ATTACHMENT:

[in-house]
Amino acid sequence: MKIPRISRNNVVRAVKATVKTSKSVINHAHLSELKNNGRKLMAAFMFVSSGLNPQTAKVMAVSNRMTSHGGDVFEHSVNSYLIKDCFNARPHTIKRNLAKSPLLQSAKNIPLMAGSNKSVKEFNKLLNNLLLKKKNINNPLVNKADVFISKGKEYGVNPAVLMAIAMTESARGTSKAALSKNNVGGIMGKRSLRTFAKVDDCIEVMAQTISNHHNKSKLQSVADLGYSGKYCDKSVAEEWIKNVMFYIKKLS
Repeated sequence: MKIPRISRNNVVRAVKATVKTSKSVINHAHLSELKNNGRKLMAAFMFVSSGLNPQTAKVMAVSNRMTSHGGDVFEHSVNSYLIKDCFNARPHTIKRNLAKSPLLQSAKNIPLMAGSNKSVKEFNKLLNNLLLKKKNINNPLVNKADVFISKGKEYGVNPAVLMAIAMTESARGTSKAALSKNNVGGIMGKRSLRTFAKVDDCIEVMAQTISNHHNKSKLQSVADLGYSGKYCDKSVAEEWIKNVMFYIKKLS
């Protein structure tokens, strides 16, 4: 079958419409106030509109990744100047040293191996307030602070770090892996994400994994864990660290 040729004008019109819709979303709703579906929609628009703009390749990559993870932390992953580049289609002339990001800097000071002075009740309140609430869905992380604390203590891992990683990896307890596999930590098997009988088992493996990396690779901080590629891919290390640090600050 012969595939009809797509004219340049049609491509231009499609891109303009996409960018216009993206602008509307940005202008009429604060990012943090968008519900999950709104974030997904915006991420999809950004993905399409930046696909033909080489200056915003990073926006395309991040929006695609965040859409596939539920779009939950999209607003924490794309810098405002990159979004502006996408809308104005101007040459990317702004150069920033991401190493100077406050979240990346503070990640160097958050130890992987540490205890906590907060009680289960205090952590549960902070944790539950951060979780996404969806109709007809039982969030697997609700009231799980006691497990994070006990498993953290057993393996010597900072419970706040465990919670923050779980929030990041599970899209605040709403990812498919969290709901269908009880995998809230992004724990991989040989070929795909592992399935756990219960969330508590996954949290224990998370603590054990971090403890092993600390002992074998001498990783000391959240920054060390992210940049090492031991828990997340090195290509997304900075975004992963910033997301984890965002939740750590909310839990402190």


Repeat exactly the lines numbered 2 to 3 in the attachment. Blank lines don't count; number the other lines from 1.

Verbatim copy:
Amino acid sequence: MKIPRISRNNVVRAVKATVKTSKSVINHAHLSELKNNGRKLMAAFMFVSSGLNPQTAKVMAVSNRMTSHGGDVFEHSVNSYLIKDCFNARPHTIKRNLAKSPLLQSAKNIPLMAGSNKSVKEFNKLLNNLLLKKKNINNPLVNKADVFISKGKEYGVNPAVLMAIAMTESARGTSKAALSKNNVGGIMGKRSLRTFAKVDDCIEVMAQTISNHHNKSKLQSVADLGYSGKYCDKSVAEEWIKNVMFYIKKLS
Repeated sequence: MKIPRISRNNVVRAVKATVKTSKSVINHAHLSELKNNGRKLMAAFMFVSSGLNPQTAKVMAVSNRMTSHGGDVFEHSVNSYLIKDCFNARPHTIKRNLAKSPLLQSAKNIPLMAGSNKSVKEFNKLLNNLLLKKKNINNPLVNKADVFISKGKEYGVNPAVLMAIAMTESARGTSKAALSKNNVGGIMGKRSLRTFAKVDDCIEVMAQTISNHHNKSKLQSVADLGYSGKYCDKSVAEEWIKNVMFYIKKLS